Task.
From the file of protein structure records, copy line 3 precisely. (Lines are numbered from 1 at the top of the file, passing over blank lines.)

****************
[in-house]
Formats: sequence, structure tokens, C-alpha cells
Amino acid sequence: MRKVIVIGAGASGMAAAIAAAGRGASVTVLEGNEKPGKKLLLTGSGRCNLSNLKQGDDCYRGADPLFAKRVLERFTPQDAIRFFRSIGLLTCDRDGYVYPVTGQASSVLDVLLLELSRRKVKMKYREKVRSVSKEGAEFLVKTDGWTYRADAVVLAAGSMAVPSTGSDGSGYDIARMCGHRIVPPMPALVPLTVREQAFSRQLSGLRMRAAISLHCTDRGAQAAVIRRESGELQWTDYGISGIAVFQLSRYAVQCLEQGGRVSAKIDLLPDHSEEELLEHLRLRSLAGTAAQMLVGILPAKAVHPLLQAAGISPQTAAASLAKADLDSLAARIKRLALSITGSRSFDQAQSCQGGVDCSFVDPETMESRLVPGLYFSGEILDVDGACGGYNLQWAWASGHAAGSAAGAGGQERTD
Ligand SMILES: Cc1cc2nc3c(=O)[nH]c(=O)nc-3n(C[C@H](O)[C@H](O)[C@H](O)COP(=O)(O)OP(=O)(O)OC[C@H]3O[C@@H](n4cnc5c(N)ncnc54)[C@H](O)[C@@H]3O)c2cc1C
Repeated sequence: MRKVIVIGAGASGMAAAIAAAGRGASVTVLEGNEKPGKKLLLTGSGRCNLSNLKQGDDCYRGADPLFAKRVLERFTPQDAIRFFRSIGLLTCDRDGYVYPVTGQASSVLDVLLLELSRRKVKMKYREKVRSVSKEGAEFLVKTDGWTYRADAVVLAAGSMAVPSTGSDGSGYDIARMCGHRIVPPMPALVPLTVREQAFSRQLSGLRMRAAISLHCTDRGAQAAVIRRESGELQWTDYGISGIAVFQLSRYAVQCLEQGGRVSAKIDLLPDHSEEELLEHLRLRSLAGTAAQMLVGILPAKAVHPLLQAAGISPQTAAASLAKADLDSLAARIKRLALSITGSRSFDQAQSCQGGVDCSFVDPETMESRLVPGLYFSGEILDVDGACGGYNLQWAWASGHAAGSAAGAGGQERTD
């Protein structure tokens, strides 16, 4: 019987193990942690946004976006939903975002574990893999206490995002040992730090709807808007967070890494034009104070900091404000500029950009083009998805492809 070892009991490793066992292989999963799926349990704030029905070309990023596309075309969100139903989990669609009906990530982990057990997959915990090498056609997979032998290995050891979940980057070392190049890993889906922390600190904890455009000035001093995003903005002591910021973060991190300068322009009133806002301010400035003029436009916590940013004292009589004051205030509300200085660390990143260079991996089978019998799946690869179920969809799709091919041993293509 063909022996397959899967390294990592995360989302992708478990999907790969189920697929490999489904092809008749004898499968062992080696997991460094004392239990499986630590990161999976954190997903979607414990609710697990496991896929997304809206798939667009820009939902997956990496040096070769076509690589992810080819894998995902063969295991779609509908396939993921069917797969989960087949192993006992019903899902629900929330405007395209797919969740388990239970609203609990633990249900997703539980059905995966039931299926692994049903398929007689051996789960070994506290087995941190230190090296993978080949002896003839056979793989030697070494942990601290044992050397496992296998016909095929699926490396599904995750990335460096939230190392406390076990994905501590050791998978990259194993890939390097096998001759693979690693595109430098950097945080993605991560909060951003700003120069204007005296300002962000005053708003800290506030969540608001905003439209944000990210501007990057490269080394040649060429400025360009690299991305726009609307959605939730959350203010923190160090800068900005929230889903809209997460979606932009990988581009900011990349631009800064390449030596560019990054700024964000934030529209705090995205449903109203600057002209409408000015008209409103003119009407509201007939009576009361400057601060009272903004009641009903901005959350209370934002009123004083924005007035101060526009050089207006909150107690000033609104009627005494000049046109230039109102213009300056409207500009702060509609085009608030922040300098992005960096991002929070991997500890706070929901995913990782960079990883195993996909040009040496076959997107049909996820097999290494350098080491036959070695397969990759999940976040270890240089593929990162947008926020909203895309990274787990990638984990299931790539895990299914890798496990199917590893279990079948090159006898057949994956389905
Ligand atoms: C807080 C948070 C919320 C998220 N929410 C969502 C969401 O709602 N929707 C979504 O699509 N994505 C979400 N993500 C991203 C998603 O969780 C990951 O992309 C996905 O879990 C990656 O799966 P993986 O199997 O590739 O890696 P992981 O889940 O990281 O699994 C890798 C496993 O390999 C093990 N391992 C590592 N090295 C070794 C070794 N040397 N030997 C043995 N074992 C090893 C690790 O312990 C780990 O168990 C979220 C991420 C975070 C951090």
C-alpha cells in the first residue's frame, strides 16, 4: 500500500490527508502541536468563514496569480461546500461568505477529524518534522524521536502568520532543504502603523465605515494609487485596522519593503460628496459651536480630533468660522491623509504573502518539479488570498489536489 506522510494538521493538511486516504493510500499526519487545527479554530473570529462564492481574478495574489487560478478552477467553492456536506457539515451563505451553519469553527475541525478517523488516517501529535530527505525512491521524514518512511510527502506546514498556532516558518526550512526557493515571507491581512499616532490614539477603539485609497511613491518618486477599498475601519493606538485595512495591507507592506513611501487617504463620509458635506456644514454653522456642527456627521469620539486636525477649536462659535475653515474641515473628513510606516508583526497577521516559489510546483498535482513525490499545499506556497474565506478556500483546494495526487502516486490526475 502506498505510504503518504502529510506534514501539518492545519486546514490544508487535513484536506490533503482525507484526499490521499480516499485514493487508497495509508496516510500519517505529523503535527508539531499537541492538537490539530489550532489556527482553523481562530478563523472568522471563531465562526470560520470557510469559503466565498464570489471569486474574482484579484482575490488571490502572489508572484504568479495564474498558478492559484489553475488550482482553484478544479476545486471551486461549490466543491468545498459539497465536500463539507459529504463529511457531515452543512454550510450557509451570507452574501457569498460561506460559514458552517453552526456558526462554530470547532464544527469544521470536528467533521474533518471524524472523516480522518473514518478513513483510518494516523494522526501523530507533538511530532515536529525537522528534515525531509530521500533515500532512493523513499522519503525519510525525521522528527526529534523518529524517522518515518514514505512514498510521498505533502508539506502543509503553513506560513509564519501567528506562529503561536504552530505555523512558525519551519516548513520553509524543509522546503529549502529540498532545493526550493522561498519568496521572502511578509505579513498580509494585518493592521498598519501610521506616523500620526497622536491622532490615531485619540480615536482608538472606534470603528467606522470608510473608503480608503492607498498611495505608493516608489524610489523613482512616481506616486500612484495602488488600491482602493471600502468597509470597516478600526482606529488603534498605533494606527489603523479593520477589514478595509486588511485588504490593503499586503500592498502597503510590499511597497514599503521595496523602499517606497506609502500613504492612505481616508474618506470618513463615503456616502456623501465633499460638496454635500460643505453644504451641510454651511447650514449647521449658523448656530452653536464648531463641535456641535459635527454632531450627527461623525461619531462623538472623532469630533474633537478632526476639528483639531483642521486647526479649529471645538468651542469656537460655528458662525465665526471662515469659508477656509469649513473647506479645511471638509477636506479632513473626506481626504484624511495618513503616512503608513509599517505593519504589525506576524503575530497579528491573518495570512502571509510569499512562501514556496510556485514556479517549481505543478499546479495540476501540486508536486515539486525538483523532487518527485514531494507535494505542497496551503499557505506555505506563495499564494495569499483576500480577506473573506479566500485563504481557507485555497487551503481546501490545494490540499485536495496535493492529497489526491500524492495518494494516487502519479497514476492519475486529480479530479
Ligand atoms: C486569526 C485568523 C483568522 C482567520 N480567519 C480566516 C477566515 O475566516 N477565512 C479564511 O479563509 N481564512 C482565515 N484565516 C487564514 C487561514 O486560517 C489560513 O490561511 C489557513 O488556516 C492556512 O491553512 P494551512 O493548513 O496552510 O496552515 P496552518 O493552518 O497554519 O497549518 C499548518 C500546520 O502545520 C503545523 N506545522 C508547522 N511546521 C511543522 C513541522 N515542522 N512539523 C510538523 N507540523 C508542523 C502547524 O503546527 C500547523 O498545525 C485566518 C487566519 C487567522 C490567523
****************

Amino acid sequence: MRKVIVIGAGASGMAAAIAAAGRGASVTVLEGNEKPGKKLLLTGSGRCNLSNLKQGDDCYRGADPLFAKRVLERFTPQDAIRFFRSIGLLTCDRDGYVYPVTGQASSVLDVLLLELSRRKVKMKYREKVRSVSKEGAEFLVKTDGWTYRADAVVLAAGSMAVPSTGSDGSGYDIARMCGHRIVPPMPALVPLTVREQAFSRQLSGLRMRAAISLHCTDRGAQAAVIRRESGELQWTDYGISGIAVFQLSRYAVQCLEQGGRVSAKIDLLPDHSEEELLEHLRLRSLAGTAAQMLVGILPAKAVHPLLQAAGISPQTAAASLAKADLDSLAARIKRLALSITGSRSFDQAQSCQGGVDCSFVDPETMESRLVPGLYFSGEILDVDGACGGYNLQWAWASGHAAGSAAGAGGQERTD